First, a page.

• 19. Memory Block Allocation (continued) Understanding Operating Systems, Fourth Edition 19 Table 13.3: A sample memory block with first five bytes containing 7700000004h
  • 20. Memory Block Allocation (continued) Understanding Operating Systems, Fourth Edition 20  When a memory request comes in:  DOS looks through free/busy block list until it finds a free block that fits request  A well-designed application program releases memory block it no longer needs  If two free memory blocks are contiguous, they are merged immediately into one block and linked to the list
  • 21. Memory Block Allocation (continued) Understanding Operating Systems, Fourth Edition 21 Figure 13.4: The linked list of memory blocks
  • 22. Processor Management Understanding Operating Systems, Fourth Edition 22  MS-DOS doesn’t support reentrant code (basis for multitasking)  Programs can’t break out of middle of DOS internal routine and then restart routine from somewhere else  Each job runs in complete segments and is not interrupted midstream  Interrupt handlers allows the saving of all information about parent program that allows its proper restart after child program has finished
  • 23. Interrupt Handlers Understanding Operating Systems, Fourth Edition 23  Responsible for synchronizing processes  A personal computer has 256 interrupts and interrupt handlers, accessed via interrupt vector table  Interrupts can be divided into three groups:  Internal hardware interrupts  External hardware interrupts  Software interrupts
  • 24. Interrupt Handlers (continued) Understanding Operating Systems, Fourth Edition 24  Internal hardware interrupts: Generated by certain events occurring during program’s execution, e.g., division by zero  Assignment of such events to specific interrupt numbers is electronically wired into processor  Not modifiable by software instructions
  • 25. Interrupt Handlers (continued) Understanding Operating Systems, Fourth Edition 25  External hardware interrupts: Caused by peripheral device controllers or by coprocessors  Assignment of external devices to specific interrupt levels is done by manufacturer  Can’t be modified by software  Implemented as physical electrical connections  Software interrupts: Generated by system and application programs  Access DOS and BIOS functions
  • 26. Interrupt Handlers (continued) Understanding Operating Systems, Fourth Edition 26  Software interrupts: (continued)  Some are used to activate specialized application programs that take over control of computer  Example: Borland’s SideKick (type of TSR)  Terminate and Stay Resident (TSR) interrupt handler:  Terminates process without releasing its memory  Usually used by subroutine libraries  When running, it sets up memory tables and prepares for execution by connecting to DOS interrupt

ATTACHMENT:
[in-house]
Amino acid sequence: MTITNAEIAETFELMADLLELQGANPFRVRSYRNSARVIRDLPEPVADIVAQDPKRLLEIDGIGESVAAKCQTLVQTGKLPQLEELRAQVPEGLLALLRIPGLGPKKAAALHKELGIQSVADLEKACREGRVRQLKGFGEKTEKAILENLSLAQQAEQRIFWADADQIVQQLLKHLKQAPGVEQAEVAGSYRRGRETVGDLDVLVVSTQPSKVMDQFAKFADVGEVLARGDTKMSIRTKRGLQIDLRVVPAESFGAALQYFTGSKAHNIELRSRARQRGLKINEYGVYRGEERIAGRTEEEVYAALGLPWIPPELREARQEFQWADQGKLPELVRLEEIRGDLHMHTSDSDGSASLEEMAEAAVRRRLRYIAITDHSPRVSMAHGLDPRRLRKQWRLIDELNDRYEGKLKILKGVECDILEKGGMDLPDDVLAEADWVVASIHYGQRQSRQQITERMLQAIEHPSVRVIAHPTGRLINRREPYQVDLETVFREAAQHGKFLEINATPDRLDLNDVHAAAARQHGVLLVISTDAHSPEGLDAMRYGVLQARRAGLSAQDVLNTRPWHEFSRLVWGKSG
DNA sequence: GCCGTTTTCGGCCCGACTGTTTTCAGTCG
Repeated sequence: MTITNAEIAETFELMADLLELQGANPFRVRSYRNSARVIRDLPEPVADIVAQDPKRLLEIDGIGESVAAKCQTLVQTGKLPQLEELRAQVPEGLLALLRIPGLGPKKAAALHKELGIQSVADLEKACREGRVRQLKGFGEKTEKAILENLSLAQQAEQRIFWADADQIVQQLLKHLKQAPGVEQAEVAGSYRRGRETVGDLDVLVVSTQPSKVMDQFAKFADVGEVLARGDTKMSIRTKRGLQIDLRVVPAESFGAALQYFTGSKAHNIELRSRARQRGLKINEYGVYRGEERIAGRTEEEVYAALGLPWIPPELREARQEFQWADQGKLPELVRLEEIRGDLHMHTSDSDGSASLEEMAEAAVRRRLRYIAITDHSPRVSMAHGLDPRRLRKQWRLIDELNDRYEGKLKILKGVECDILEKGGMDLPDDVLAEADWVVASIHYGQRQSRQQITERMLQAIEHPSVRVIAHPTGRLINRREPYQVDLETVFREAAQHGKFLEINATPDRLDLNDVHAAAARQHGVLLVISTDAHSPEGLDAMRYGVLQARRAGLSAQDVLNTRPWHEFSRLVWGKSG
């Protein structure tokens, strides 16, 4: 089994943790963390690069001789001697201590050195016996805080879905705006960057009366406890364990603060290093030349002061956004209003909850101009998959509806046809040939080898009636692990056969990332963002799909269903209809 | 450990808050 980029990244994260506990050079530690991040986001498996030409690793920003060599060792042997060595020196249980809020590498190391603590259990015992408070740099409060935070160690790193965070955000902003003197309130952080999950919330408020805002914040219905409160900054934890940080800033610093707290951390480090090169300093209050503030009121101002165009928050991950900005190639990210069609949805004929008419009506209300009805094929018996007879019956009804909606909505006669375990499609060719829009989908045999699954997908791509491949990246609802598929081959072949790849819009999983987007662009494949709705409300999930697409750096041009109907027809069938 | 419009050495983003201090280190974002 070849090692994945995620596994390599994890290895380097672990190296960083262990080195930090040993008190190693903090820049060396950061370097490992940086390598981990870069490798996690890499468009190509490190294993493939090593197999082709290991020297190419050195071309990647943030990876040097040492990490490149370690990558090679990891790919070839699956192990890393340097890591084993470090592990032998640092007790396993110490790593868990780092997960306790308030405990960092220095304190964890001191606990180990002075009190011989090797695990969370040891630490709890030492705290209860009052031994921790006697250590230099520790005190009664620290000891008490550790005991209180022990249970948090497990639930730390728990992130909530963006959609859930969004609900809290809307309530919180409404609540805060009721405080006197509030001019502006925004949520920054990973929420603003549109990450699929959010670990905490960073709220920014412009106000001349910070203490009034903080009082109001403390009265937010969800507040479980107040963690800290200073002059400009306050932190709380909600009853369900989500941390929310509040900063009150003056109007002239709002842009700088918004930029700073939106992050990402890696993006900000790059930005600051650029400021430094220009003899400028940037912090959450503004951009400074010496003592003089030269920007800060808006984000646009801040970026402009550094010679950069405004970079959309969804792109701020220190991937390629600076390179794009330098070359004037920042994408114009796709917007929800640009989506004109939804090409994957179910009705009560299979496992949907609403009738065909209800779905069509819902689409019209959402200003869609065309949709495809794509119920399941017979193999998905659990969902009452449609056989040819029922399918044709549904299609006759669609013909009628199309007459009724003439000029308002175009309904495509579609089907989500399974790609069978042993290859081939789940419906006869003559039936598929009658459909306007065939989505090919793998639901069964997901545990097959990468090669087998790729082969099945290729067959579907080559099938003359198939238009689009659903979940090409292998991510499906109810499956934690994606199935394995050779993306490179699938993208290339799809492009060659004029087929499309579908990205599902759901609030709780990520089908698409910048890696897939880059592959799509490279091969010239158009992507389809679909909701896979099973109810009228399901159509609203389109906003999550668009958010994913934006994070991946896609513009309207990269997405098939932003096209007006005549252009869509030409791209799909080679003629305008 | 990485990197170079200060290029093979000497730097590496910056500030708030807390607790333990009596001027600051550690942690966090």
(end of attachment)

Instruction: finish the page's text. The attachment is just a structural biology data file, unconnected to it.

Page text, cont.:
• 27. Interrupt Handlers (continued) Understanding Operating Systems, Fourth Edition 27 Interrupts synchronization:  When CPU senses interrupt, it does two things:  Puts contents of PSW (program status word), code segment register, and instruction pointer register on a stack  Disables interrupt system so that other interrupts will be put off until current one has been resolved  CPU uses 8-bit number to get address of appropriate interrupt handler  Interrupt handler reenables interrupt system to allow higher-priority interrupts to occur
  • 28. Device Management Understanding Operating Systems, Fourth Edition 28  Requests are handled first-come, first-served  Does not support reordering requests, though in Version 3.0, BIOS can support spooling  MS-DOS Device Manager can work with magnetic tape, floppy disks, or hard disks  BIOS handles device driver software  Device drivers are only items needed by Device Manager to make system work  Installable device drivers are salient feature of MS-DOS design
  • 29. File Management Understanding Operating Systems, Fourth Edition 29  MS-DOS supports following file organizations:  Sequential  Can have either variable or fixed-length records  Direct  Can only have fixed-length records  Indexed sequential  Can only have fixed-length records
  • 30. Filename Conventions Understanding Operating Systems, Fourth Edition 30  A filename:  Contains no spaces  Consists of drive designation, directory, any subdirectory, a primary name, and an optional extension  DOS isn’t case-sensitive  Drive name is followed by a colon (:)  Directories or subdirectories can be from one to eight characters long and preceded by a backslash  Primary filename can be from one to eight characters long
  • 31. Filename Conventions (continued) Understanding Operating Systems, Fourth Edition 31  Extension can be from one to three characters long and can have special meaning  File is assumed in current working directory if no directories or subdirectories are included in name  File is assumed on current drive if no drive is designated  Relative name consists of primary name and extension  Absolute name consists of drive designation and directory location
  • 32. Managing Files Understanding Operating Systems, Fourth Edition 32  Earliest versions kept every file in single directory  Slow and cumbersome file retrieval  Microsoft implemented hierarchical directory structure in Version 2.0  An inverted tree directory structure (root at top)  Disk tracks are divided into sectors of 512 bytes each when formatted  Corresponding to buffer size of 512 bytes  Concept of cylinders, applies to hard disks
  • 33. Managing Files (continued) Understanding Operating Systems, Fourth Edition 33  Sectors (from two to eight) are grouped into clusters  When a file needs additional space, DOS allocates more clusters to it  FORMAT creates three special areas on disk:  Boot record  Root directory  FAT(file allocation table)
  • 34. Managing Files (continued) Understanding Operating Systems, Fourth Edition 34  Boot records: First sector of every logical disk and contains:  Disk boot program  Table of disk’s characteristics  Root directory: Where system begins its interaction with user and contains:  List of system’s primary subdirectories and files  Any system-generated configuration files  Any user-generated booting instructions